As we keep our fingers crossed for #datasaveslives to be the next big hit on trending, we have also as a company taken steps towards creating our own PH-based analytics systems, developing a unique and powerful module to allow Integrated Care Partnerships and Systems. Through this, improved support is provided to high dependency, high cost patients, monitoring these cohorts and their journeys throughout community, acute, and mental health services. In turn, ICSs and ICPs can ensure that these patients receive the best, most cost-effective care and avoid the avoidable, cutting down on non-elective care admissions. Indeed, the deployment of this solution at some of our acute partner organisations has already supported the delivery of a number of real-world improvements to a range of critical healthcare metrics.
Notably, length of stay (LoS) – a focus that underpins much of our work at D&D and has substantial impact on both patient care and hospital efficiency – has shown significant improvements in numerous areas. By supporting the development of a range of new pathways, our partners saw a 25% drop in LoS for hip and knee operations, as well as a 17% reduction in the average in-patient LoS for those admitted on a non-elective basis, within a year of implementation. Similarly, the average in-patient LoS for elective admissions fell by 23.5% within this first year, in addition to one trust achieving a significant improvement in relative efficiency, as indicated by a reduction in their Reference Cost Index (RCI).
How this solution actually does the job revolves around targeting several key points, one of which being support to the improvement of system-level service design and the subsequent enabling of better demand management, in addition to reducing admissions for services that would in fact be better delivered in community settings. It is also designed to facilitate early discharges where early discharges are indeed appropriate, as well as helping the transition of high dependency patients between care settings in a seamless manner. The effectiveness of system partners is monitored through implementation of this solution, providing a financial case for investment in specific service types. Through these key functions, users are afforded the ability to track and manage patients throughout their journey, optimising their pathway and ensuring patients are receiving the absolute best levels of care, in the most appropriate setting possible.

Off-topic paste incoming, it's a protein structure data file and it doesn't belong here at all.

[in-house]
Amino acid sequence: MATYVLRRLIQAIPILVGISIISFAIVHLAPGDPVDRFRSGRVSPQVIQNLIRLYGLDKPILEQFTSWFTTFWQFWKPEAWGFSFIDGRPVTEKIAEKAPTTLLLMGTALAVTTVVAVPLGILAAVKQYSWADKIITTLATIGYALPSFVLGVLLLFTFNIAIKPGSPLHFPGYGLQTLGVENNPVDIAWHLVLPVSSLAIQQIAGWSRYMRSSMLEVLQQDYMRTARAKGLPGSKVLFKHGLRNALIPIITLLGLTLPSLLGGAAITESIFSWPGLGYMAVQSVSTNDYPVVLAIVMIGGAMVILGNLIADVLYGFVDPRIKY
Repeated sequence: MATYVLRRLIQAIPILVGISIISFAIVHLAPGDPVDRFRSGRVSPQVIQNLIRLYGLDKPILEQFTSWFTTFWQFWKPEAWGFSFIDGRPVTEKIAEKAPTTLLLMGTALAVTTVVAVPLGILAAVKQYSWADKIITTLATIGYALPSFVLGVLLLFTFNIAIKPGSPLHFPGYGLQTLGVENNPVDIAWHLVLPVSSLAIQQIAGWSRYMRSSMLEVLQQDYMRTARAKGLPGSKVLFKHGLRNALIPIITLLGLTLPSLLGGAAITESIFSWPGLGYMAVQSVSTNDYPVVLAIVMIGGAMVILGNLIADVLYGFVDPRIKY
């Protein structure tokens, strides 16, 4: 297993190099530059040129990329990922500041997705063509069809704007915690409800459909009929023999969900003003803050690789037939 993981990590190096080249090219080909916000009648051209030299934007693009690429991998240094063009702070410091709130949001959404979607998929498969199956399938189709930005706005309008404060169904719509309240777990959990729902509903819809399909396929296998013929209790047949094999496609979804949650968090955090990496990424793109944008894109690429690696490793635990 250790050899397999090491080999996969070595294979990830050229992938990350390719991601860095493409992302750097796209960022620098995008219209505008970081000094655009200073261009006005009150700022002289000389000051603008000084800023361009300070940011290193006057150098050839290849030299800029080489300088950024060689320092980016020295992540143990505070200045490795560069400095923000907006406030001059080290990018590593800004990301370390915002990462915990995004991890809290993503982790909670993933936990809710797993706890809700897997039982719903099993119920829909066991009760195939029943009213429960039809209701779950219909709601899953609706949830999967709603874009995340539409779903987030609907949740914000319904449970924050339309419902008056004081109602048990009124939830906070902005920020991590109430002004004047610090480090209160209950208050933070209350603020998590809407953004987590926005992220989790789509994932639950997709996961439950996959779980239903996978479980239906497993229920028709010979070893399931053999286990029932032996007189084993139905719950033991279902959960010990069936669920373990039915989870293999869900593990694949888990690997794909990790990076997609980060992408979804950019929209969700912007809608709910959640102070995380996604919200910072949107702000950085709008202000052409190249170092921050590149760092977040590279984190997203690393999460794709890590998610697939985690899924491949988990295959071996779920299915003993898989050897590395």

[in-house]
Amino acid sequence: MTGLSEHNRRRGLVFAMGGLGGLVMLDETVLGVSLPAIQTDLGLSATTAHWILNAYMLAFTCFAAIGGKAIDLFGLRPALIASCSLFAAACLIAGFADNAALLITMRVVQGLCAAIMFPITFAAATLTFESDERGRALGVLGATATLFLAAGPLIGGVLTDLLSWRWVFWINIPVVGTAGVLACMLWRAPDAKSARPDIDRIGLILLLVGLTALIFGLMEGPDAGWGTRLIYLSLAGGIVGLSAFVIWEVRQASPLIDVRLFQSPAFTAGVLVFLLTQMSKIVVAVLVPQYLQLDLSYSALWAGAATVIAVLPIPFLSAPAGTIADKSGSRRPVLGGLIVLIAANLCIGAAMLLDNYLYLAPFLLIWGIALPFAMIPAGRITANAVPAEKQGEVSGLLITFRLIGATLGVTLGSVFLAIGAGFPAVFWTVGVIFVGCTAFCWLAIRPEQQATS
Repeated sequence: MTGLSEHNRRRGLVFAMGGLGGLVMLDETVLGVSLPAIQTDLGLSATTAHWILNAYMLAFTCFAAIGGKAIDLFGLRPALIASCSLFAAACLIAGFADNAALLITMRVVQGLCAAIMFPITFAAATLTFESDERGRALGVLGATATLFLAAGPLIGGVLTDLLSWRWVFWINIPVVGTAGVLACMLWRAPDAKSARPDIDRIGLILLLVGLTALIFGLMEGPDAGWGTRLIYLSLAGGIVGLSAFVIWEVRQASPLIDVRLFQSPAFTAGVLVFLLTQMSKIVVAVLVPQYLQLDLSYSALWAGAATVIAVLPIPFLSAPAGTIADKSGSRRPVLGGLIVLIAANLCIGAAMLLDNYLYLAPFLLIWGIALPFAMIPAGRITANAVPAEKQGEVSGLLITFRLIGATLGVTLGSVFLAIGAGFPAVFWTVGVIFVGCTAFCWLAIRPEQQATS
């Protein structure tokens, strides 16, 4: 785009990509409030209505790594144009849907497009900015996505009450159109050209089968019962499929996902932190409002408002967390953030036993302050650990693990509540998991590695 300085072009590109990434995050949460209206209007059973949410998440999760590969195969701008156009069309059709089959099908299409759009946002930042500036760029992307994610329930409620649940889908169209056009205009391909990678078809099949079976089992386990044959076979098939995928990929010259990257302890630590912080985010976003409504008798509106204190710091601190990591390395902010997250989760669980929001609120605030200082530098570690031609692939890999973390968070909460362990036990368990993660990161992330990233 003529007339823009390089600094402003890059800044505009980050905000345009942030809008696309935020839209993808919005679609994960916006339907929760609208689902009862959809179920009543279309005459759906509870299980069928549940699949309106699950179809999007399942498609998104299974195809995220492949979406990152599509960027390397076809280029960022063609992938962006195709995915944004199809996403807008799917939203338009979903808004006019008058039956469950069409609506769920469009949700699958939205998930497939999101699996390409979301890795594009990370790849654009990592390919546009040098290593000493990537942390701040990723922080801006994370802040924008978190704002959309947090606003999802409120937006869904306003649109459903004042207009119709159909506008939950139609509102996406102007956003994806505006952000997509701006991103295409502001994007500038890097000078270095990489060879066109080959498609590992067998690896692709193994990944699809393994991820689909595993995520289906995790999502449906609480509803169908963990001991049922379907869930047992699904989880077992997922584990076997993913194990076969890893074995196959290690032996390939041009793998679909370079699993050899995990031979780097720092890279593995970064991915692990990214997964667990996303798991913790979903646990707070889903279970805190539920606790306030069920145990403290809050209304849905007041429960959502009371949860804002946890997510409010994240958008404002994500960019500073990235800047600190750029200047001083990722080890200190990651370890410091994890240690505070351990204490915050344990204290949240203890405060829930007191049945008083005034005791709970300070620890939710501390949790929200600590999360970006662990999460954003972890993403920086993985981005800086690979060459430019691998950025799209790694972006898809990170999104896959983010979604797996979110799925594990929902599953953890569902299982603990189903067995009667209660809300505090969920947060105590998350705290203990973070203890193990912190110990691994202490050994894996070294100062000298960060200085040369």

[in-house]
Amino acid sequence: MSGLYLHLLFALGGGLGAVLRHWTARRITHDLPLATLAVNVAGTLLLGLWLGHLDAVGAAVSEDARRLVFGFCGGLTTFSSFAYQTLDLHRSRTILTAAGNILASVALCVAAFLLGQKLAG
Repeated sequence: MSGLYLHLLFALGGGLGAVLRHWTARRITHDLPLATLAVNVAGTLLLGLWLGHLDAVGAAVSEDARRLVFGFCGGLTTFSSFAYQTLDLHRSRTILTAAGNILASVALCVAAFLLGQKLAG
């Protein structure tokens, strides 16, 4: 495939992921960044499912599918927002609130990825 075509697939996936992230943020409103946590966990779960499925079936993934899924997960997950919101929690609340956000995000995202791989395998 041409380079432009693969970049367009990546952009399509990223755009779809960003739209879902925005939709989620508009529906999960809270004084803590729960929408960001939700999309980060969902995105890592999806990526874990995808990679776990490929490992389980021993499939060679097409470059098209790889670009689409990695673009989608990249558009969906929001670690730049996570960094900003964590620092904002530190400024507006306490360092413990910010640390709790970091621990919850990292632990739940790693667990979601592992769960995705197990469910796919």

Marc’s insight into how this underlying analytical capability is often left forgotten, and how there still remains an unwillingness to utilise or share data that would otherwise be of huge benefit to both patient outcomes and organisational cost-efficiency, emphasises an issue that serves as a serious blow to the progression of future improvements in the area of PHM. With so much of each patient’s welfare dependant on this being handled properly and efficiently, the need for technological intervention is clear. In light of this, integration of our PH module has already delivered demonstrable improvements to patient flow and organisational efficacy with our acute partners, something I truly believe has the potential for transferability across the board. It is therefore with great excitement that we share with you our new solution, and welcome any interested in learning more about the Population Health Module or our experiences to reach out.